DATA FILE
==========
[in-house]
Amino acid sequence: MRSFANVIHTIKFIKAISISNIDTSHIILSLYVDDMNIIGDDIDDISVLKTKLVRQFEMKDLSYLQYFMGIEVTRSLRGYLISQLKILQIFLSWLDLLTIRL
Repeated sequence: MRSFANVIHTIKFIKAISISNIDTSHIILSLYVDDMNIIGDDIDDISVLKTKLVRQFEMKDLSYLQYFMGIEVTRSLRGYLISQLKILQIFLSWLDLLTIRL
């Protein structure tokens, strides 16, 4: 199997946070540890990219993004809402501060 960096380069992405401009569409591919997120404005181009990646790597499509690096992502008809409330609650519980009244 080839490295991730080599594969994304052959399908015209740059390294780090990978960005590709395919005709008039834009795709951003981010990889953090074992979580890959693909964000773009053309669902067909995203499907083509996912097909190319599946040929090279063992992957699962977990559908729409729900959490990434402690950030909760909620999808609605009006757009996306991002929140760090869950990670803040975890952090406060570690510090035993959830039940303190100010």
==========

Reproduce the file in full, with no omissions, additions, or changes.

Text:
[in-house]
Amino acid sequence: MRSFANVIHTIKFIKAISISNIDTSHIILSLYVDDMNIIGDDIDDISVLKTKLVRQFEMKDLSYLQYFMGIEVTRSLRGYLISQLKILQIFLSWLDLLTIRL
Repeated sequence: MRSFANVIHTIKFIKAISISNIDTSHIILSLYVDDMNIIGDDIDDISVLKTKLVRQFEMKDLSYLQYFMGIEVTRSLRGYLISQLKILQIFLSWLDLLTIRL
């Protein structure tokens, strides 16, 4: 199997946070540890990219993004809402501060 960096380069992405401009569409591919997120404005181009990646790597499509690096992502008809409330609650519980009244 080839490295991730080599594969994304052959399908015209740059390294780090990978960005590709395919005709008039834009795709951003981010990889953090074992979580890959693909964000773009053309669902067909995203499907083509996912097909190319599946040929090279063992992957699962977990559908729409729900959490990434402690950030909760909620999808609605009006757009996306991002929140760090869950990670803040975890952090406060570690510090035993959830039940303190100010």